Every Spring Training, prospects get a chance to show what they can do as they prepare for the season ahead. Some are competing for jobs in big league camp, others are prepping for the season as they vie for spots at Minor League affiliates up and down a team's system. MLBPipeline.com will be visiting all 30 camps this spring. Today, we check in on the Cleveland Indians.
GOODYEAR, Ariz. -- When you have one big-time elite prospect in your organization, it would be easy to let him overshadow the rest of your system.
The Indians do have more than just Francisco Lindor to look forward to in the future, with last year's Draft particularly helping to build behind him. The 2014 Draft class takes up four spots in Cleveland's Top 30, and all are experiencing their first Spring Training now.
But as much as the Indians may want to talk up the other guys in the pipeline, there's also an understanding that conversation will invariably turn to their prized shortstop, who continued to turn heads this spring. Given how he carries himself and goes about his business, no one is complaining about Lindor's shadow.
"We don't feel like there's a big gap with Francisco [and others in the system]," vice president of player personnel Ross Atkins said. "We feel there are a lot of very talented players. Having said that, the way we think about the benefit of having such a talented and on his way and impressive young man as Francisco Lindor, is he's also one of the hardest-working, most committed players we have. One of our most talented players is also raising the bar for himself every year, which sets an incredible standard and example for all of those other guys."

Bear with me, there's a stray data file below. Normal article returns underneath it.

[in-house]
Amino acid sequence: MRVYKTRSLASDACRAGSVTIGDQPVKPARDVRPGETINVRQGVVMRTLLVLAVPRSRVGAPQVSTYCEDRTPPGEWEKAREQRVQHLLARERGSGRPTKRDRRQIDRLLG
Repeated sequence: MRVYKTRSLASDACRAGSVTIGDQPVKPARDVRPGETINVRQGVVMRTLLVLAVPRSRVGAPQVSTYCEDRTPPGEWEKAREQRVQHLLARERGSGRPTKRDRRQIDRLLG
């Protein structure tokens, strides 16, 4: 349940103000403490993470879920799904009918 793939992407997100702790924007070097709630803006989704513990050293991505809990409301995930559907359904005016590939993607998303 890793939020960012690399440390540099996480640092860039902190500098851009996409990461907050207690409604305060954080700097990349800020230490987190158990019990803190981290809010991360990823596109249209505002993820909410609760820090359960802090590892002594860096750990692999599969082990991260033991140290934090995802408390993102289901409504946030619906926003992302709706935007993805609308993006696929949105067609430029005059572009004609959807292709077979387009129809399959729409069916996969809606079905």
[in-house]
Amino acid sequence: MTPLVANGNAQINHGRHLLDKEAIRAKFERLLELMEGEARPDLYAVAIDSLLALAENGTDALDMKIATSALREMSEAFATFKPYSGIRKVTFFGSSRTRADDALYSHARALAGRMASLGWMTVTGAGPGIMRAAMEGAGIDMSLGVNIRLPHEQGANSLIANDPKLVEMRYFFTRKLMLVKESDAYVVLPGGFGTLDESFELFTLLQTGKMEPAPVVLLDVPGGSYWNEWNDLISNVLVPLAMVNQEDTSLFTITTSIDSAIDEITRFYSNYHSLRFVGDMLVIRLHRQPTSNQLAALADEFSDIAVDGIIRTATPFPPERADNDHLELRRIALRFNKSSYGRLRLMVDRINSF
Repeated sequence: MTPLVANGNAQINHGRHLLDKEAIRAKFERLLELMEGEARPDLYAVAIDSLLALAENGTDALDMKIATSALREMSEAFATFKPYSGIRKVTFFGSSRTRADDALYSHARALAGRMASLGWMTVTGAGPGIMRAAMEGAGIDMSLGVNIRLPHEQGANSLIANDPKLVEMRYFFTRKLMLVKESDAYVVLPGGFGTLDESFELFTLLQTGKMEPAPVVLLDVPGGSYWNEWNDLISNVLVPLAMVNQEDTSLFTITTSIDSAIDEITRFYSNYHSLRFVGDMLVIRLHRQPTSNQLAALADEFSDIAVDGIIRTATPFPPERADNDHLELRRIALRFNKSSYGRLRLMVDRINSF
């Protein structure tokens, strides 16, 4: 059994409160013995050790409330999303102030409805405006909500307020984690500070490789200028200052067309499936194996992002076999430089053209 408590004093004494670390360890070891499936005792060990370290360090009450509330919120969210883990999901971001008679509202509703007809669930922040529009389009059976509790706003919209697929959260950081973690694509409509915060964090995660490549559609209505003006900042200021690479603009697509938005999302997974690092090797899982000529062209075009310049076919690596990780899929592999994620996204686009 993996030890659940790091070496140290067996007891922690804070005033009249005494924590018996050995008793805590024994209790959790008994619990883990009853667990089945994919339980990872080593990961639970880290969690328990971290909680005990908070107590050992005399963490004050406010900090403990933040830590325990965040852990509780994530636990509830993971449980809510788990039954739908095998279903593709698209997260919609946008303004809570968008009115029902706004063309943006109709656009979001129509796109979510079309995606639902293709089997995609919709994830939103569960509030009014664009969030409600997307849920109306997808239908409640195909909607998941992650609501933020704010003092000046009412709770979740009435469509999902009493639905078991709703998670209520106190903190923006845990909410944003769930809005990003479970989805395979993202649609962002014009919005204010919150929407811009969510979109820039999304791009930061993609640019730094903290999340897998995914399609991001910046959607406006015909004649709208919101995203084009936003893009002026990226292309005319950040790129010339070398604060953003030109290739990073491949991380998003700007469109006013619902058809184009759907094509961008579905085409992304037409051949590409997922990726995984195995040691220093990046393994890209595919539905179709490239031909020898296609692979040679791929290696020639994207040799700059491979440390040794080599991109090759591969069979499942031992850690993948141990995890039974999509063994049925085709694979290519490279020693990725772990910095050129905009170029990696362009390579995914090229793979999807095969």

Any standout conversation has to start with Lindor, who hasn't blinked at the spotlight and expectations thrust upon him. He's hit well and, of course, played outstanding defense at short, giving the Tribe a sign he might be forcing the team's hand sooner rather than later.
Outfielder Carlos Moncrief (No. 23) has already been optioned to Triple-A, where Lindor will join him eventually. He, too, impressed with how he went about his business in big league camp and how he reported ready to play the best baseball of his career.
"Those are the two guys who stand out because of how they've played in Major League Spring Training," Atkins said. "The shape they are in, their work ethic, the consistency of their routines has all been impressive."
So has lefty Ryan Merritt, who is No. 20 on the Indians' list. Coming off a breakout season in the Class A Advanced Carolina League, Merritt earned a spot on the 40-man roster and an invitation to big league camp. Merritt threw just three innings, but he stood out during his time there, and not just because he finished third in the pitchers' conditioning test.
"He has really focused on the right things," Atkins said. "He's thinking, 'How am I going to get better? How am I going to make an impact each inning, each day?' as opposed to, 'Where do I stand relative to the others?'"